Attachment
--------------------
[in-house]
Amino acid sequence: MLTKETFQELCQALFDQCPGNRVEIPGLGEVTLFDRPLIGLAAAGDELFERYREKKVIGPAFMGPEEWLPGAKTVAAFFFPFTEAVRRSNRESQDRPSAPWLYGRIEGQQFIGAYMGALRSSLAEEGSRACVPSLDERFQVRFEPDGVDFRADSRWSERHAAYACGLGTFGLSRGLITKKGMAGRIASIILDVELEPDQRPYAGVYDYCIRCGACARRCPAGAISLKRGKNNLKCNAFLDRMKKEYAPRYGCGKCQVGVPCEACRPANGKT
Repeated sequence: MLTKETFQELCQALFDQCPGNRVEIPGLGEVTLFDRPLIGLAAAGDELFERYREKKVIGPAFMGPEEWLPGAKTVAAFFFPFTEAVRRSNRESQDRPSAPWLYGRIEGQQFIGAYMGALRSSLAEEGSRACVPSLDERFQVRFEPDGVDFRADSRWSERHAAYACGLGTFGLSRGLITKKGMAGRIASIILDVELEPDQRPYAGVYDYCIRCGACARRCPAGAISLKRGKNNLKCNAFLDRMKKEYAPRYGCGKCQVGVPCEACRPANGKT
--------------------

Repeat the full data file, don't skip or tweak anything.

[in-house]
Amino acid sequence: MLTKETFQELCQALFDQCPGNRVEIPGLGEVTLFDRPLIGLAAAGDELFERYREKKVIGPAFMGPEEWLPGAKTVAAFFFPFTEAVRRSNRESQDRPSAPWLYGRIEGQQFIGAYMGALRSSLAEEGSRACVPSLDERFQVRFEPDGVDFRADSRWSERHAAYACGLGTFGLSRGLITKKGMAGRIASIILDVELEPDQRPYAGVYDYCIRCGACARRCPAGAISLKRGKNNLKCNAFLDRMKKEYAPRYGCGKCQVGVPCEACRPANGKT
Repeated sequence: MLTKETFQELCQALFDQCPGNRVEIPGLGEVTLFDRPLIGLAAAGDELFERYREKKVIGPAFMGPEEWLPGAKTVAAFFFPFTEAVRRSNRESQDRPSAPWLYGRIEGQQFIGAYMGALRSSLAEEGSRACVPSLDERFQVRFEPDGVDFRADSRWSERHAAYACGLGTFGLSRGLITKKGMAGRIASIILDVELEPDQRPYAGVYDYCIRCGACARRCPAGAISLKRGKNNLKCNAFLDRMKKEYAPRYGCGKCQVGVPCEACRPANGKT